Irving Berlin (188-1889) was one of the most prolific of American song composer, with hundred to his credit. The songwriter Jerome Kern, when asked what place Berlin had in American music famously replied with “Irving Berlin has no place in American music—he is American music’.
Berlin wrote ‘An Orange Grove in California’ for The Music Box Review of 1923, and it was performed at Whiteman’s Aeolian Experiments concert in 1924. Whiteman also recorded the piece, using a jazz band that included banjos along with the more standard brass and percussion. The overall quality of the work is much rougher than we generally associate with Whiteman’s later recordings.
Given the music’s title, it’s not surprising to find that the principal colour used is orange, but at the same time, the ripples and zigzag motions give us the life and rhythm of the music. You could also read the brassy quality of Whiteman’s recording into the orange and yellow colours of the painting.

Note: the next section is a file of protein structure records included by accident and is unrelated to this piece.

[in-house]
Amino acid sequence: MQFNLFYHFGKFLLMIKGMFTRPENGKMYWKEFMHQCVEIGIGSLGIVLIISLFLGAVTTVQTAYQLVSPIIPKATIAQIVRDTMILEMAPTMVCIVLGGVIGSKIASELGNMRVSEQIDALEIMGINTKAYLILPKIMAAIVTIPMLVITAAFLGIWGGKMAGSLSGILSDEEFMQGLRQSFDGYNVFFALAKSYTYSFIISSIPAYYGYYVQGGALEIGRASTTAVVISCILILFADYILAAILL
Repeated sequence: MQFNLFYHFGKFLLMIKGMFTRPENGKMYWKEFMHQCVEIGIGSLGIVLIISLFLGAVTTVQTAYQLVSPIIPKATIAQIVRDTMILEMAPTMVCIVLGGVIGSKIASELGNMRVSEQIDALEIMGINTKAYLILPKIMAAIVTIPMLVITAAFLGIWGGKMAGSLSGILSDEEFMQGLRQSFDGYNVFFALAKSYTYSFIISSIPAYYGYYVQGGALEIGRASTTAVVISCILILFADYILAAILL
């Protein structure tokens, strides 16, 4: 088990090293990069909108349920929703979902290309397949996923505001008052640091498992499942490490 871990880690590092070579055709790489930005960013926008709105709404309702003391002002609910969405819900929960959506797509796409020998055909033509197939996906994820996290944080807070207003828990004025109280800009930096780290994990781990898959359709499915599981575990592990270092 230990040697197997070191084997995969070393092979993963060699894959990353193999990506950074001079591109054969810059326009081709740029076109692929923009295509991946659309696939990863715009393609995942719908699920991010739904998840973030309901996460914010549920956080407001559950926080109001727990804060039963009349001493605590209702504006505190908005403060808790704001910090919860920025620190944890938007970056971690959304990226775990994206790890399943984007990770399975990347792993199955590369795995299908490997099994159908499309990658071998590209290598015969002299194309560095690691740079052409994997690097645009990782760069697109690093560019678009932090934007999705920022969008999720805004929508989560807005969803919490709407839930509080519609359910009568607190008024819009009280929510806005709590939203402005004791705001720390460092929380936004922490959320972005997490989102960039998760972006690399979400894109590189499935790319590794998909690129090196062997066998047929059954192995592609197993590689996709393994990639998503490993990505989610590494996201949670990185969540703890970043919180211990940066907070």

Rhythm Rag was recorded by Whiteman in 1925, with his typical brassy sound. Whiteman sought to codify improvisation, which to many jazz players was the heart of the musical style. To one jazz player, Whiteman’s efforts to regulate or orchestrate was akin to trying ‘to make a lady’ out of a wild outsider music.
These were not the only paintings that Arthur Dove did with music as the inspiration. Between 1913 and 1944, he did some 17 paintings based on music. Two other works, “The Moon Was Laughing At Me” (1937) and “Me and the Moon” (1937) were part of what he called his “Radio Collection,” based on recordings he’d heard on the radio.
The second painting, “Me and the Moon,” was based on the song of the same name recorded by Hal Kemp and his Orchestra. A slower song, it tells the story of searching, with the help of the moon, for a lost lover.
The first of the radio works was written while Dove’s wife, the modernist painter Helen ‘Reds’ Torr, was away on a family emergency. What was supposed to be a stay of 2 weeks extended for 3 months, the longest time the couple had been separated. The second work was painted after her return. Dove clearly found in the lyrics something that represented his own feelings of loss.
The Gershwin paintings, the Berlin paintings, the Whiteman paintings and the two radio paintings show Dove’s unique response to music in his art. Dove spoke of his paintings as ‘music for the eyes.’ No other modern artist has reflected so deeply as Dove on the music around him.